|The 8 year-old & I in Tennessee|
It’s almost here. Five more days, actually. I’m not sure when it begins in your neck of the world. We have nephews and nieces who have already started and some who won’t begin for two or three more weeks. I’m not sure why everyone doesn’t start on the same day. I’m sure there’s some bureaucratic reason behind it all, but I fail to see the logic. Perhaps they’re afraid of what might happen to all of the tourist traps across the U.S. if everyone was released at the same time. Whatever the reason, the 8 year-old’s prison sentence resumes in five days.
I, of course, have mixed feelings about it. She, however, does not. She hates the idea and is dreading my daily count down. Wait until I begin counting down the hours and by then she’ll be weeping with her Monster High Dolls while trying to cram as much adventure into her last seconds of freedom as possible. Regardless of what the girls say, I, however, am not that dramatic. My jumping up and down was the result of a fantastic story idea that came into my mind and had nothing to do with the first day of school being almost here.
No, really. It’s true. Really.
The difficulty this summer was teaching the 8 year-old that just because she was on summer break, it didn’t mean that I was. We made the jump last September for me to quit leaving the house for my 9 to 5, which was really a 10 to 4, and work from home. It was about the same time that Sarah and the 8 year-old moved in with us and I can only assume that she thought I had quit work to take care of her as I was the one taking her to school and picking her back up. She was unaware, obviously, that I actually worked during the hours in-between. What she thought I did, I have no idea. More than likely, she assumed I lounged around all day waiting on her inevitable return. This was made apparent when she asked which of the girls had the day off one day shortly into her school vacation.
|The boys at a younger age|
“No one, honey. They all have to go into work today.”
“So you and I are the only ones with the day off?”
I glance at her. Then I glance at the pen and paper in my hands. Then I glance at her again. “I’m working today. See. Paper. Pen. Scribbling. This is me working.”
“Oh. So, you want to go swimming?”
And that went on for several days. There were days I surrendered and jumped into the pool with her and afternoons where we took a Candyland break. Her friends would invade our home on other days, entertaining her for a little while or she would go wander down to theirs so that I could get some words down on paper. I was productive, but not as much as when she was in school.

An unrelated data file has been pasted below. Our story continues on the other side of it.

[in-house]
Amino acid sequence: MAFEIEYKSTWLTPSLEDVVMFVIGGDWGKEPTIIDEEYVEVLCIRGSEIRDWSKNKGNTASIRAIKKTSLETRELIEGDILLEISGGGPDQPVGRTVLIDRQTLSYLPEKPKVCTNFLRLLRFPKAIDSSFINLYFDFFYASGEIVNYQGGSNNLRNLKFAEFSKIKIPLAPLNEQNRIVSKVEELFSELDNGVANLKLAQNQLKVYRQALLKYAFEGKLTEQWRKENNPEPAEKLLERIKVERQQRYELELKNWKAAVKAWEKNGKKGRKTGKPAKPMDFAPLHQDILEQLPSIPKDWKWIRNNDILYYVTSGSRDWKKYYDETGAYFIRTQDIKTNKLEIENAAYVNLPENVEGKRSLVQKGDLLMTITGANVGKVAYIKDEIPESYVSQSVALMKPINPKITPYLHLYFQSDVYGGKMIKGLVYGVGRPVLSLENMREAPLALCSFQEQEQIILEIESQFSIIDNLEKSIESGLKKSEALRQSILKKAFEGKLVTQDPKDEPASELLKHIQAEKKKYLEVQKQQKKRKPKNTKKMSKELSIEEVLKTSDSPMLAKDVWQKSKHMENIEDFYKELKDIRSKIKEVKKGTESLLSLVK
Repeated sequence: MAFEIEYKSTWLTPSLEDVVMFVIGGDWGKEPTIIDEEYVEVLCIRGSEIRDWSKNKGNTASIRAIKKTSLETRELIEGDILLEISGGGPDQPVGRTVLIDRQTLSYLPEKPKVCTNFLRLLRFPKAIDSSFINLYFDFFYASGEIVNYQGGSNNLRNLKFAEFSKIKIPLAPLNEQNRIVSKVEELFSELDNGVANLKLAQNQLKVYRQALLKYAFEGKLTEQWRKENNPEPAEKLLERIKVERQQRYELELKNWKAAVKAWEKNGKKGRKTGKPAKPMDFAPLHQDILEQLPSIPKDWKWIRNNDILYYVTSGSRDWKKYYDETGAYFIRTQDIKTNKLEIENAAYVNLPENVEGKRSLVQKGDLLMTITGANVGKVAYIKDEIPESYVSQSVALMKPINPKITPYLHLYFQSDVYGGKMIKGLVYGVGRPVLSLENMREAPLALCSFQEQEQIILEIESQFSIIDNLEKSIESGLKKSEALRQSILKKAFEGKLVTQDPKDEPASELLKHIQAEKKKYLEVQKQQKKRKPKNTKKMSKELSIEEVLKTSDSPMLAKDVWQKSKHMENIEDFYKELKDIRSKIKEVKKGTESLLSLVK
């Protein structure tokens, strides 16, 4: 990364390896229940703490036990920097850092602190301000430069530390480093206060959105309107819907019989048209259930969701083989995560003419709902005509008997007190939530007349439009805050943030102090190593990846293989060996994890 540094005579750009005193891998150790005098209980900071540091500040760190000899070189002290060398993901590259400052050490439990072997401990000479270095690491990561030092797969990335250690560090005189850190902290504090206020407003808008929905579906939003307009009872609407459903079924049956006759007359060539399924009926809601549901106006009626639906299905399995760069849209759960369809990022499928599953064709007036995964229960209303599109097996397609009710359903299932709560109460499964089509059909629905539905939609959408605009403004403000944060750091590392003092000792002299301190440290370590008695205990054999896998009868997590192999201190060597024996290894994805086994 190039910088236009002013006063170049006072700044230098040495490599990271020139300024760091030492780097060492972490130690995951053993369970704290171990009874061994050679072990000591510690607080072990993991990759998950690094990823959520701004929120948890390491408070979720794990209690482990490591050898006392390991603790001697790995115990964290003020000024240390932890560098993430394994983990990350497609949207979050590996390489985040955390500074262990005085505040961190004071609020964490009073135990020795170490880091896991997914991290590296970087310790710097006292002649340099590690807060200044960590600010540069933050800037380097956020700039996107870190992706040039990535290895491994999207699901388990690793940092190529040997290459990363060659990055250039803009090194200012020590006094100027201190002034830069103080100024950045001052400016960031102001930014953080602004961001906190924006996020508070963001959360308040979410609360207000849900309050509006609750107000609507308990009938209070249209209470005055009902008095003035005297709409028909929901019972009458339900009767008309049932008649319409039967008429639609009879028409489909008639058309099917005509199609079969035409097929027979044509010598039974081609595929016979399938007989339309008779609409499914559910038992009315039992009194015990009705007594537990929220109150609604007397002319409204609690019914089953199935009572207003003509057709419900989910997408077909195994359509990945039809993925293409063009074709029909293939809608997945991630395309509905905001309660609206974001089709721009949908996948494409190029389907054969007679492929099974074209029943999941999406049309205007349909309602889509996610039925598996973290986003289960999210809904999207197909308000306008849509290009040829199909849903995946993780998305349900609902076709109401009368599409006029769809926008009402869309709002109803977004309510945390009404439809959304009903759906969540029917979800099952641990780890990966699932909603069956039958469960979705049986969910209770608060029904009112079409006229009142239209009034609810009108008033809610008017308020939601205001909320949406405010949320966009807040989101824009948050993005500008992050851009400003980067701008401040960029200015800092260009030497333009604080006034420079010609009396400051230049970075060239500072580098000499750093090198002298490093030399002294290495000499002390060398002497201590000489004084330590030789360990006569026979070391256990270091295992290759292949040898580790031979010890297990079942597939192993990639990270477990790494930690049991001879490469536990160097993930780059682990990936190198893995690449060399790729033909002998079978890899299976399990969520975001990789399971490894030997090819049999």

I don’t mind, however. It’s been a fun summer and, to be honest, I hate to think of how complicated it would have been if I had to drive off every day. Then there would be daycare and more juggling with the vehicles and schedules and a headache I don’t even want to contemplate. I’m not sure how some families do it.
The two of us finally managed to come to an understanding and get a routine down. We’ve enjoyed movies and popcorn, swimming, and the occasional board game. At other times, she’ll play with her dolls on the porch while I’m working. We eat lunch together and at three we have a snack. It’s been a pretty good routine, a routine that’s going to change in five days.
|The boys all grown up & their mother|
I’m ready for it and, then again, I’m not. I’m looking forward to the extra words I’ll be able to get in, but I’m going to miss my little reason for procrastinating. I’m a routine kind of person and I don’t like those routines disturbed once I have them in place. It takes me awhile to adjust and become productive again when they get thrown out of whack. By the time June rolls around again and she’s back out of school, I’ll be fussing about my routine being mangled once again; at least, for a couple of weeks. Then I’ll remember this summer and the fun I’ve had and I’ll embrace it with a smile.
I remember when the boys were this age and the fun we had. I also remember how fast those days and then the years flew by. Work will always be there. There will always be an assignment to complete or an email to answer, but the young ones will not always be young. They grow and are soon on their own and a family trip takes months to plan just to get everyone off work at the same time. So, as I said, I look at the coming school year with mixed feelings. My house will return to hours of quietness so that I can allow my characters to roam freely, but then again that quietness means another summer gone never to return. I hope you’ve made the most of yours as we have tried to with ours, because in the end, as the saying goes, it is not how you made a living that matters, but how you made a life. That’s what I’ll remember and carry with me. How about you?
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